Until recently, Connecticut had a $500 million budget deficit and more prisoners than it could house. State Representative Michael P. Lawlor, a Democrat from East Haven, joined with fellow legislators in 2003 to introduce a bill that would scale down the inmate population and funnel the savings into social programs. To win over their colleagues, the legislators invited Cadora to present his maps.

"A picture is worth a thousand words," says Lawlor, a former prosecutor who chairs the Judiciary Committee. "I think Eric is able to graphically depict the insanity of our current system for preventing crimes in certain neighborhoods. We're spending all of this money and not getting very good results. I think when you look at it the way Eric is able to depict it in those neighborhood graphs, you can see how crazy this all is."

Connecticut legislators passed the bill this spring. To shrink the prison population, they adopted several strategies, including reducing the number of people sent to prison for violating probation rules. And they steered the savings into services designed to curb recidivism, including mental-health care and drug treatment. Programs in New Haven—which has many high-incarceration neighborhoods—will receive $2.5 million.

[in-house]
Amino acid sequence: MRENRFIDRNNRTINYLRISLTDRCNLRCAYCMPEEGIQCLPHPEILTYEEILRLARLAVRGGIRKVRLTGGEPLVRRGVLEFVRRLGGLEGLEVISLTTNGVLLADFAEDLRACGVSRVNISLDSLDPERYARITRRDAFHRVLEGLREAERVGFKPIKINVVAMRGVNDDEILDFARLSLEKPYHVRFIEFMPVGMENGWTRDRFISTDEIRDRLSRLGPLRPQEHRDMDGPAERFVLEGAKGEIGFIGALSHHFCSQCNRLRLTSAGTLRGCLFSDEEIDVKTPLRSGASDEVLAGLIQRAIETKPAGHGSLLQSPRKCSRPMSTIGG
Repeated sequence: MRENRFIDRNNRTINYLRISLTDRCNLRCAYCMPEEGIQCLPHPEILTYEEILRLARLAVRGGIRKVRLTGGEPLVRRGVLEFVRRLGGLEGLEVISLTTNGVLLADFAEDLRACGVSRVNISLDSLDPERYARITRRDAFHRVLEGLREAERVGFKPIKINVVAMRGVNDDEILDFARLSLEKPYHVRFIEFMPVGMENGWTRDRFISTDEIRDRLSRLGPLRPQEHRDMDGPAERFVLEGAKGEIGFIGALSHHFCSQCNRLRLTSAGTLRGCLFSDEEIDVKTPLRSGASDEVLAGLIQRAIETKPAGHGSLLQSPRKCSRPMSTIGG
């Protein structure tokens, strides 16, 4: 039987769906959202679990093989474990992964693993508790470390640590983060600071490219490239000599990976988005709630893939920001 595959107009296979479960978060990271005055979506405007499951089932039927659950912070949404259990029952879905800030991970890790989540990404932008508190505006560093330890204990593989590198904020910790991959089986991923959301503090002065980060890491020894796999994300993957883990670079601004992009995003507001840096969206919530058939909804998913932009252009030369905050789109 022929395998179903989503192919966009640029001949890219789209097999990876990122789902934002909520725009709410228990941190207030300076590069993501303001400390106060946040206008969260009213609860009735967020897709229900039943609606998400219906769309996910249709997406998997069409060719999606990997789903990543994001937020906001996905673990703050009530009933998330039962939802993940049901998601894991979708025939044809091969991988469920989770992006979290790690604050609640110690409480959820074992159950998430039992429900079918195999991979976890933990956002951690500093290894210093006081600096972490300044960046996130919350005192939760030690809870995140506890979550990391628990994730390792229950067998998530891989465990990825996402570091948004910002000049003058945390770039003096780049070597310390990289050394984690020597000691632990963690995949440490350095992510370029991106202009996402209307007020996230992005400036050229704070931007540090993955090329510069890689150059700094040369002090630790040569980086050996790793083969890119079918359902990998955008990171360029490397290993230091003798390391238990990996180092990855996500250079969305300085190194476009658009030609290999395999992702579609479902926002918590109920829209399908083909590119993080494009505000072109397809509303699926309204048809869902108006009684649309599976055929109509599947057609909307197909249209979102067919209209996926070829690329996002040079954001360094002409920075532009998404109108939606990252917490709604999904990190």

"It's a huge precedent, even though it's a small state," says Michael Jacobson, former commissioner of the New York City Department of Correction, who worked as a consultant for the Connecticut legislature and wrote about the experience in his forthcoming book, Downsizing Prisons: How to Reduce Crime and End Mass Incarceration. "It's the first state that through legislation has simultaneously done a bunch of things that will intelligently lower its prison population, and then reinvest a significant portion of that savings in the kind of things that will keep lowering its prison population. No other state has done anything like that."

The idea may be starting to catch on. In Louisiana, three state senators introduced a bill earlier this year that proposed to trim the prison population, save more than $3 million a year, and then spend that savings on helping ex-prisoners find jobs. The bill did not pass, but the idea caught the attention of Governor Kathleen Babineaux Blanco, a Democrat, whose state has the highest rate of incarceration in the country. She invited representatives of three foundations, including Cadora, to a luncheon at the governor's mansion. At the request of her office, Cadora will be creating many more detailed maps of Louisiana.